Small and medium-sized Kiwi companies and organisations have been warned: They are not immune from global cyberattacks just because of the size of their operation.
Peter Mackenzie, rapid response manager at leading global cybersecurity firm Sophos says he has known companies with less than 10 employees who have been hit with $1 million ransomware demands.
"Many companies assume they are too small to be a target and this is one of a number of misconceptions about IT security," he says. "The truth is it doesn't matter. If you have processing power and a digital presence you are a target no matter how big or small your operation is."
Mackenzie made his comments on the heels of new evidence revealing how widespread the problem is in New Zealand. A cyberattack that impacted companies all over the world earlier this month also hit up to 11 New Zealand schools.
And the March quarterly report of government body CertNZ shows that between February and March more than 1400 cybersecurity incidents were reported in New Zealand with a combined loss of $3 million.
Mackenzie says there is no silver bullet offering protection against cyberattacks. "Without a doubt the problem is getting worse and it is impossible to know how many attackers are out there.
"Despite the media headlines, most attacks are not perpetrated by advanced nation-states but are launched by amateurs looking for easy prey and low-hanging fruit – organisations with security gaps, errors or misconfigurations that cybercriminals can easily exploit. If you believe you are not a target you are probably not looking for suspicious activity on your network."
Mackenzie says another misconception is that blocking high-risk regions like Russia, China and North Korea will protect against attacks.
"While it is unlikely to do any harm, it could give a false sense of security," he says. "Adversaries host their malicious infrastructure in many countries including hotspots in the United States, the Netherlands and other parts of Europe."
Neither does paying a ransom guarantee a company will get all its data back. Sophos' 2021 State of Ransomware survey shows organisations who do pay recover about two-thirds (65 per cent) of data.
"A mere eight per cent got back all of their data and 29 per cent recovered less than half," Mackenzie says. "Paying the ransom - even when it seems the easier option and/or is covered by cyber insurance - is therefore not a straightforward solution to getting back on your feet.
"Restoring data is only part of the recovery process as, in most cases, ransomware completely disables computers meaning software and systems need to be rebuilt from the ground up. The survey also found that recovery costs are, on average, 10 times the size of the ransom demand."
Mackenzie says Sophos has identified seven other misconceptions around cybersecurity. They are:
We don't need advanced security technologies installed everywhere: "Attackers take full advantage of such assumptions. The list of attack techniques that try to bypass or disable endpoint software and avoid detection by IT security teams grows longer by the day. Servers are now the number one target and attackers can easily find a direct route using stolen access credentials."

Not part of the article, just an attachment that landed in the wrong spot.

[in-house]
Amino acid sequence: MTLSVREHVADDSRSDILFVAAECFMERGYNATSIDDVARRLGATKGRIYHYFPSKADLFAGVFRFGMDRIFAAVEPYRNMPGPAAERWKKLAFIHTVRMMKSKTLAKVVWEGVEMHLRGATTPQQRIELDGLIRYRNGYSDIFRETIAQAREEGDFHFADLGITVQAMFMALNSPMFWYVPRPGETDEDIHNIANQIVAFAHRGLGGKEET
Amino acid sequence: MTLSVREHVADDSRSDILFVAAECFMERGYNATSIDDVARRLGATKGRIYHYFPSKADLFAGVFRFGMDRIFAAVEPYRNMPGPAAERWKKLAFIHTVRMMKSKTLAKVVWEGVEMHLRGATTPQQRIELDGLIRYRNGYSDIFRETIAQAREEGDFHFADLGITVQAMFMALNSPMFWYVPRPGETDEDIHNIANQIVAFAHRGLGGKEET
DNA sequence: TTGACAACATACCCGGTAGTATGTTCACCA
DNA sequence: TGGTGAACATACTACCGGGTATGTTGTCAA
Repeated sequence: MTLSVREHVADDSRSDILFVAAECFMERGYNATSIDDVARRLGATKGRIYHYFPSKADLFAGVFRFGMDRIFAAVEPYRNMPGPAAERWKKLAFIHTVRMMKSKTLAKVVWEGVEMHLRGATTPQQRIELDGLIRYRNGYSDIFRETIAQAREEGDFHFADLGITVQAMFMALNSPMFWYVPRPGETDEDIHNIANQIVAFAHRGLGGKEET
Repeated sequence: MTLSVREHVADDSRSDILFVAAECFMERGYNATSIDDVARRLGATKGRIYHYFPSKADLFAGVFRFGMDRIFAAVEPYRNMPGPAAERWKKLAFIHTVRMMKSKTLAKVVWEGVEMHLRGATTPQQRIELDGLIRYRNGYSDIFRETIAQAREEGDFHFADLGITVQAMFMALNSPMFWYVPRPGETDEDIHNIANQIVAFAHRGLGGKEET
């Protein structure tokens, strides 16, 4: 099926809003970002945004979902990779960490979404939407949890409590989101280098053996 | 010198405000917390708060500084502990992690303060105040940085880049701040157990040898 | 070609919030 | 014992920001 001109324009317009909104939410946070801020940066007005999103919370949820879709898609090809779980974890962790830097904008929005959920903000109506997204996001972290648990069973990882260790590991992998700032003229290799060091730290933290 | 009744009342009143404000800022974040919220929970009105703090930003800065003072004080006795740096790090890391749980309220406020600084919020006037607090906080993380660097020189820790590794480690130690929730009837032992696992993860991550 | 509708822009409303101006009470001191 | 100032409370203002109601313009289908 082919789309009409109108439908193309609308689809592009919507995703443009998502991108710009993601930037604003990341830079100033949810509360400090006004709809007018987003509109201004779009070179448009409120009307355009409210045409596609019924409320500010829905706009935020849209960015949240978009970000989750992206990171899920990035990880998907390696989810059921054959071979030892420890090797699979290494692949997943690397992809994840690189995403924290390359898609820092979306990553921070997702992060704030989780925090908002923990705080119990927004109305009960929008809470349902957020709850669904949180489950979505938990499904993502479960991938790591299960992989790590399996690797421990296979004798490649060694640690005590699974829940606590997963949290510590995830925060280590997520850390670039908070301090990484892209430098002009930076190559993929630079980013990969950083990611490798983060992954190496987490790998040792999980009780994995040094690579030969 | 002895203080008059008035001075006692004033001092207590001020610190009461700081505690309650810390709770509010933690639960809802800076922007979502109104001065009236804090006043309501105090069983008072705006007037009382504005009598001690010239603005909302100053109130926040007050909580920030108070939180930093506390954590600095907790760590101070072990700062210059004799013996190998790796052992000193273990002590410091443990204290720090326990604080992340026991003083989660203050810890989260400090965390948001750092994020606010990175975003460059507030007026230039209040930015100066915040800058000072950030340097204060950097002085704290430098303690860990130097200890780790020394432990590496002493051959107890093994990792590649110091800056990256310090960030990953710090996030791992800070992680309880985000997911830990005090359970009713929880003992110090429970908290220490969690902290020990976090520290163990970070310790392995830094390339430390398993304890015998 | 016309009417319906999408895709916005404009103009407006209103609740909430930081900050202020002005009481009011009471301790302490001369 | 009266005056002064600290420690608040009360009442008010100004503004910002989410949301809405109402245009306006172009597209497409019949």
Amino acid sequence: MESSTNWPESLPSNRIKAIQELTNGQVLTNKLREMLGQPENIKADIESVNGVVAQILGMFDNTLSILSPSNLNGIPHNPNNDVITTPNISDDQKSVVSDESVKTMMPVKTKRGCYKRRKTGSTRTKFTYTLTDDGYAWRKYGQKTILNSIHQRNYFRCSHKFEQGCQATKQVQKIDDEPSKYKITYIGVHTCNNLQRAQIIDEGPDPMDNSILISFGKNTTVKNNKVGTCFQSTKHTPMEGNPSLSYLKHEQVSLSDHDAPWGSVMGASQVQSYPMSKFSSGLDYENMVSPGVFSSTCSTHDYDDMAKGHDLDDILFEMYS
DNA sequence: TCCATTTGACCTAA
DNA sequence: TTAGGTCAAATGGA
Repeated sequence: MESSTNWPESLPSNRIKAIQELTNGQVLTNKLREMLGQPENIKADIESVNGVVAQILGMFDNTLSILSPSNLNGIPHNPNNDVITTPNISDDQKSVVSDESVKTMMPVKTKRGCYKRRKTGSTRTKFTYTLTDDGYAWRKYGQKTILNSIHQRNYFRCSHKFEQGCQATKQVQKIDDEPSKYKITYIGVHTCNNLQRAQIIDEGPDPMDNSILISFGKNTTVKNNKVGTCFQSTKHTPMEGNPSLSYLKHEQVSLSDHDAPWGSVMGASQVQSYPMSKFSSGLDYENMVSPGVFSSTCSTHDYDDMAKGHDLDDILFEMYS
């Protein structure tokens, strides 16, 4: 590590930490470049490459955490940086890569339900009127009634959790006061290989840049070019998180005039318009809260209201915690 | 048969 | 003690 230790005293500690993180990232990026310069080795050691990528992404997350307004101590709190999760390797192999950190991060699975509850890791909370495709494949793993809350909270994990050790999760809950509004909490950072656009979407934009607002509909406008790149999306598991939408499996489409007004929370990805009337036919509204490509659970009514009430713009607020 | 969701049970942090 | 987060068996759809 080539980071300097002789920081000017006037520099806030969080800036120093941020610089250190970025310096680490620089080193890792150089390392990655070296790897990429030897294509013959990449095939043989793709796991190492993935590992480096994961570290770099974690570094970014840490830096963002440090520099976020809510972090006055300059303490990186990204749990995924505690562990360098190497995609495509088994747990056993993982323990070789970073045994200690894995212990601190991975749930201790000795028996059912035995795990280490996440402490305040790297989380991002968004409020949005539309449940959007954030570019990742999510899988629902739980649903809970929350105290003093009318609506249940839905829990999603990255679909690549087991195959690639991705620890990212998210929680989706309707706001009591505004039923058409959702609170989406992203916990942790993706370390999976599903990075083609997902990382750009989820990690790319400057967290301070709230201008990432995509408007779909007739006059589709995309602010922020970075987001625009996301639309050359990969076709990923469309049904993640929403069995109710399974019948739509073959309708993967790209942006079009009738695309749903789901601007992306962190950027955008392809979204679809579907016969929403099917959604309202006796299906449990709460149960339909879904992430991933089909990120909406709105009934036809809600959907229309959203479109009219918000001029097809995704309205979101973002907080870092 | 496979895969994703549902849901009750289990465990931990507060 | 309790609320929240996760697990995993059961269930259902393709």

We have robust security policies in place: "Policies for applications and users is critical. However, they need to be checked and updated constantly."
Remote Desktop Protocol (RDP) servers can be protected by changing the ports they are on and introducing multi-factor authentication: "By scanning, attackers will identify any open services regardless of the port they are on, so changing ports offers little or no protection on its own. While introducing multi-factor authentication is important, it won't enhance security unless the policy is enforced for all employees and devices."
Our back-ups provide immunity from the impact of ransomware: "If they are connected to the network they are within reach of attackers and vulnerable to being encrypted, deleted or disabled. The standard formula for secure back-ups is 3:2:1 – three copies of everything using two different systems, one of which is offline."
Our employees understand security: "Social engineering tactics like phishing emails are becoming harder to spot. Messages are often hand-crafted, accurately written, persuasive and carefully targeted. Your employees need to know how to spot suspicious messages and what to do when they receive one."
Incident response teams can recover data after an attack: "This is very unlikely. Attackers today make far fewer mistakes and the encryption process has improved, so relying on responders to find a loophole that can undo the damage is extremely rare."
The release of ransomware is the whole attack – if we survive that we're okay: "This is rarely the case. Attackers are likely to have been in your network for days if not weeks before releasing the ransomware. Maintaining a presence in the victim's networks allows them to launch a second attack if they want to."
For more information go to: www.sophos.com/en-us.aspx